The mollusking family consists of two known species. Attached to the backs of these large, slug-like mollusks is a frilly appendage resembling a berry or a flower bud which functions as the creatures' gills. Such an outlandish means of respiration may seem far-fetched, but a real-world order of snails and slugs called nudibranchs breathe through colorful frills on their backs. Technically, in Pikmin 2, both enemies are the same, but Toady Bloysters are given special traits to decrease their size, and lack the leader chasing mechanic.
All members of this family are in the Molluschid genus.
The Ranging Bloyster is a large form of the Toady Bloyster, named for its longer tentacle mouthparts and bigger size. This creature is difficult to beat because it tracks the player's active leader. Whatever color the leader's antenna beacon is, the eyes and tail of the Bloyster will change to that color; it also emits a different sound depending on the leader's color.
The best way to beat it is to lead one of the leaders behind the creature and then have the other leader while the Bloyster faces the diversion leader, and start throwing them on its back or tail while the Bloyster can't face the leader. If it turns around, switching to the other leader to refresh the diversion is a good strategy.
Toady Bloysters are slug-like creatures that creep along the ground in search of food, and upon discovering Pikmin, they lash out their adhesive pseudopodia-like tentacles. Any Pikmin hit by the tentacles stick, and are ingested if the Bloyster is not killed before it can finish "chewing". The gill-like organ on its back is its weak point, being the only damageable spot in Pikmin 2, and a source of extra damage in Pikmin 3.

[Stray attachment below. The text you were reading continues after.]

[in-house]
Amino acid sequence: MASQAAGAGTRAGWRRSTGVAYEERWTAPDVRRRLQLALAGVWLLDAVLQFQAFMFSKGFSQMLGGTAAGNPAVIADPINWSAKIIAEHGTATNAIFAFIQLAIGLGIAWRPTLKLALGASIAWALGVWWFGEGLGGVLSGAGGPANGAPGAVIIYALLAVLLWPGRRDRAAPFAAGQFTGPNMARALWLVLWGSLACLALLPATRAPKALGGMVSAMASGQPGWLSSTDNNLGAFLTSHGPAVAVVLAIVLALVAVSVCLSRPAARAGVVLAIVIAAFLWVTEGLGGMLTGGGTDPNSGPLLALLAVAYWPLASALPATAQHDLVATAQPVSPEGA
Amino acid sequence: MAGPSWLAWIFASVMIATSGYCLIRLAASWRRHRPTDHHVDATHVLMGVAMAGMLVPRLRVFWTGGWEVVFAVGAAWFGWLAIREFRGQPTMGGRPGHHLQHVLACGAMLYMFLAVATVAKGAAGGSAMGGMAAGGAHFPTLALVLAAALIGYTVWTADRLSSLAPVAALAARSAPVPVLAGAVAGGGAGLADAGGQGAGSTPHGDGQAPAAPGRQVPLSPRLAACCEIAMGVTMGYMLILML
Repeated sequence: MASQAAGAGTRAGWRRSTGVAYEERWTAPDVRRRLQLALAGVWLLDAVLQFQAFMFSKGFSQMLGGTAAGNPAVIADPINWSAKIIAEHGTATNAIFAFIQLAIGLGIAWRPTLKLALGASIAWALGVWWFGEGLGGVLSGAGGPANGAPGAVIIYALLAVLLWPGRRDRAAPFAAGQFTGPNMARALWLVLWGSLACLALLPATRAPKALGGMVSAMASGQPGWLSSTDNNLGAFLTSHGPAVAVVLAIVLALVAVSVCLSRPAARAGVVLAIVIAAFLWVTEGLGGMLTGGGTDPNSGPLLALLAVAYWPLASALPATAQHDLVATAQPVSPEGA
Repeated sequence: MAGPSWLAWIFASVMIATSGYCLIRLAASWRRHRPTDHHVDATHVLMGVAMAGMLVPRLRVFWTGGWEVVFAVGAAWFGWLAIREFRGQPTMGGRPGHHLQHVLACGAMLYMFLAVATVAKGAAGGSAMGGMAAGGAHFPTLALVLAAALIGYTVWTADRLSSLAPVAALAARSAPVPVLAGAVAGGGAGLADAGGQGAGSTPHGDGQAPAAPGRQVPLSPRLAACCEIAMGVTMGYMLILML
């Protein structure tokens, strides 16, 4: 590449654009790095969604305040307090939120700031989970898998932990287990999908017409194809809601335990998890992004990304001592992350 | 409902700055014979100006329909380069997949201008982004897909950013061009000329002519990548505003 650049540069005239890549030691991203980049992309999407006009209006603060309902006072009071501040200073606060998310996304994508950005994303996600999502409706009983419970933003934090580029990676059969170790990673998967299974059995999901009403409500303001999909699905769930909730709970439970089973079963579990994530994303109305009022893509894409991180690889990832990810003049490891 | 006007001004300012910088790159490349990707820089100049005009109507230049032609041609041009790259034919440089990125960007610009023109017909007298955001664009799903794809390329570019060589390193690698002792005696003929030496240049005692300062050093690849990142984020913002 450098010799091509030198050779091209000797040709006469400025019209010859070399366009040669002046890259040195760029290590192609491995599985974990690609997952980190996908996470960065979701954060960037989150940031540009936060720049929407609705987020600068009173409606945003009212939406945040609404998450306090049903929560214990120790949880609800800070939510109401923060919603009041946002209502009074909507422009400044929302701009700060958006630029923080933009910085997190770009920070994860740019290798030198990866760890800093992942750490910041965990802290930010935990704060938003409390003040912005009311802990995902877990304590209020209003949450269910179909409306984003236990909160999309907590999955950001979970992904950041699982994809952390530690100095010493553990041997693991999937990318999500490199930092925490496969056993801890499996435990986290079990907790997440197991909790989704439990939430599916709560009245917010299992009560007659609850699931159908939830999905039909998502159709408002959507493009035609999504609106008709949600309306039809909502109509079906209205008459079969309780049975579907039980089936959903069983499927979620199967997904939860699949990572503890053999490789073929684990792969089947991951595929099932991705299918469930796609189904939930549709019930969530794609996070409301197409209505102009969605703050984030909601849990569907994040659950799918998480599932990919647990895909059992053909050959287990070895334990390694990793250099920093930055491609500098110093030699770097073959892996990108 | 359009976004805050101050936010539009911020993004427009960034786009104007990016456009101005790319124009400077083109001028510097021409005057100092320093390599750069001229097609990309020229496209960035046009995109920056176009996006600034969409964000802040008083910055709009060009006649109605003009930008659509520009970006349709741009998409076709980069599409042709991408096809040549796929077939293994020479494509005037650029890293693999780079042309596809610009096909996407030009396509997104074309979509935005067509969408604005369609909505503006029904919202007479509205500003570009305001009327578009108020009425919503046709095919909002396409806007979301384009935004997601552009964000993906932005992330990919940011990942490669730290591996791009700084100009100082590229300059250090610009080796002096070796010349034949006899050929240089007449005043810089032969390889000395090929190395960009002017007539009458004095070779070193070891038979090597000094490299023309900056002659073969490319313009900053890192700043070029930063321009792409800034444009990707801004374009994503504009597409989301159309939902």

When damaged, they attack by shaking their tail in Pikmin 2, and emitting non-fatal ink in Pikmin 3. Because the only Toady Bloyster in the game holds a treasure (the Aquatic Mine), entering a cave makes it respawn. Thanks to this, it is a very low-risk method of spawning large amounts of Pikmin in a short amount of time.
The family's name is an alteration of the word mollusk. Members of this family use the word "Bloyster" in their name. "Bloyster" is a gibberish alteration of "oyster"; it could possibly be a portmanteau of "bloat" and "oyster," given the bloated look of the creature. Their scientific names use Molluschid for the genus name, which is similar to "mollusk".
Names in other languages